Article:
Like any native Montanan, especially one with a Subaru, I like to drive nearly everywhere.
My daily commute to the University is a circus of dodging and slowing down for an ever-increasing amounts of potholes, some small and unnoticeable, and others the size of small canyons. Either way, a pothole grows, no matter how small they are, and my poor tires hit them.
Potholes are one of the major infrastructure problems affecting Missoula.
Climatologists argue that effects of climate change are increasing the amount of moisture buildup underneath the layer of asphalt – which in turn weakens the foundation of asphalt roadways and causes potholes to form when heavy vehicles drive over the affected areas of the road.
Missoula’s Mayor John Engen issued a stern warning about this year’s battle against potholes at the State of the Community Forum on February 8th.
“Fair warning: Super big pothole season coming…552 to 6000,” Engen said, referencing the estimated number of potholes that will form or have formed in Missoula this year.
Damages from potholes cost motorists an average of $300 per repair according to a 2015 study by the American Automobile Association. The same report also stated that U.S. drivers rack up over $3 billion a year on fixing damages caused by potholes. The AAA also said that 64 percent of American drivers are concerned about potholes on local roadways.
The Missoulian also reported that this spring will be the 5th year the City of Missoula will be utilizing a $189,000 asphalt recycler that it borrowed from the City of Bozeman in 2011.
The machine essentially heats up old asphalt into steaming street patches. This is a more effective repair than cold patch repairing which doesn’t have great longevity and depends on a large supply of expensive asphalt.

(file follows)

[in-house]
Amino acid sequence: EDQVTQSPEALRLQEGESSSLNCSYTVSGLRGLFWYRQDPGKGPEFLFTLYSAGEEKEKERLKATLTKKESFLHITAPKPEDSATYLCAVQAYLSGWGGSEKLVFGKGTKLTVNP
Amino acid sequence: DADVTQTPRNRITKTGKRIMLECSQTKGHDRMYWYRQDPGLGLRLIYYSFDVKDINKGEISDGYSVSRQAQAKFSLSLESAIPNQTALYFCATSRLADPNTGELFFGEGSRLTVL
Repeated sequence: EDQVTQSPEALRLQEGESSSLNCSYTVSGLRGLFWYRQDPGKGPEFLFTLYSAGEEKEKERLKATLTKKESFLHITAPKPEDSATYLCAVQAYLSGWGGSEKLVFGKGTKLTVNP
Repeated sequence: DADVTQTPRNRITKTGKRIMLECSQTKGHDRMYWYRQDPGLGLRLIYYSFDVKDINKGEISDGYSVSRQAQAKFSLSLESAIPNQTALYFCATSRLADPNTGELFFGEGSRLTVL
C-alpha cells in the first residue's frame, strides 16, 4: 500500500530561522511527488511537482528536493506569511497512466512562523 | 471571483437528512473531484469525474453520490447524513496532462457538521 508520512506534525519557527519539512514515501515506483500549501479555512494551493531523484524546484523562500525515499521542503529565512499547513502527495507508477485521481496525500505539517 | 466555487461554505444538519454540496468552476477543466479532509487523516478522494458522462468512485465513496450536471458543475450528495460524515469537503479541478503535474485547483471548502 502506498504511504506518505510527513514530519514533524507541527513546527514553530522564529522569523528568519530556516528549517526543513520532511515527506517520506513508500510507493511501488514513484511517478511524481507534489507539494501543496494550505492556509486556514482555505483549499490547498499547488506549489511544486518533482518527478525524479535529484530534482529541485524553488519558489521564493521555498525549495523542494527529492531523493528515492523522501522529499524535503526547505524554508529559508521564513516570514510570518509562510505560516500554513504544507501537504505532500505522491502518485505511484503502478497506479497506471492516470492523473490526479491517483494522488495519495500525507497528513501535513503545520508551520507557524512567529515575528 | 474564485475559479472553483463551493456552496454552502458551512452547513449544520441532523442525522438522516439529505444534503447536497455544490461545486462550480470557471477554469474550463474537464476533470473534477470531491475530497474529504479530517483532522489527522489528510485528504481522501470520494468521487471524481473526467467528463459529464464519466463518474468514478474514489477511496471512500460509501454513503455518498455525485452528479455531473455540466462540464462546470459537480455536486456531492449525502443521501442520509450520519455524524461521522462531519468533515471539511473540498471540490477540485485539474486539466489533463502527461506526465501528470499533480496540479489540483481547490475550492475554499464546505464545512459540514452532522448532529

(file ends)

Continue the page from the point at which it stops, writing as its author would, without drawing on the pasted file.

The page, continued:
The City of Missoula acquired a second asphalt recycler and has hired two more seasonal employees to spend three months this spring and three months in fall sealing cracks and potholes throughout town. The spring crew started repair work on April 1st.
The status of our crumbling infrastructure isn’t just endemic to Missoula, it is a major concern in other Montana towns like Butte and Miles City.
KPAX News reported on April 25, 2016 that members of Montana’s Democratic Party have started a statewide assessment of infrastructure and community concerns called the Building Montana Communities Tour.
State House and state Senate leaders will meet with community leaders and listen to their thoughts and ideas as they outline priorities for the 2017 legislative session.
Montana House District 91 Representative Bryce Bennett told KPAX News in the April 25 story that, “Communities in Montana depend on their legislature investing in their infrastructure they need to have great business, to invest in their schools, to make sure their streets are paved, and that they are not going over potholes all the time.”
Politicians may have a temporary solution to repairing the infrastructure but there is still the issue of funding for these desired repairs.
Missoula receives most of its road repair funding from the Federal Trust Fund – which has been insolvent since 2008.
The Missoula Independent on April 14, published an opinion article on potholes by Dan Brooks. The author wrote that the Public Works Committee – who are responsible for city transportation concerns – brought up the possibility of of initiating a two-cents-per-gallon tax on gasoline.
Montana receives its roadway repair funds from a federal gas taxes which has sat at 18.4 cents- per-gallon since 1994. The state also gathers its own revenue from a state-enacted 27.7 cents-per-gallon tax it passed the same year.
In order to propose a local gasoline tax hike, the Missoula City Council needs approval by the Board of County Commissioners to put it on the upcoming ballot. The last time a proposal like this made it onto a ballot was in 1994 when a two-cent tax increase failed by a 55 percent vote against the tax hike to a 45 percent vote in favor of it. The Public Works Committee said the chances of getting a gasoline tax increase on the 2016 ballot.
As climate change continues to shift our weather patterns toward warmer and more extreme weather, roads continue to crumble and the annual costs to repair such damage rises. Missoula might have a temporary solution to repairing the “breeding” potholes now, but time, cost, and a rising population may catch up and make repair costs too expensive for both the county and state budgets to handle.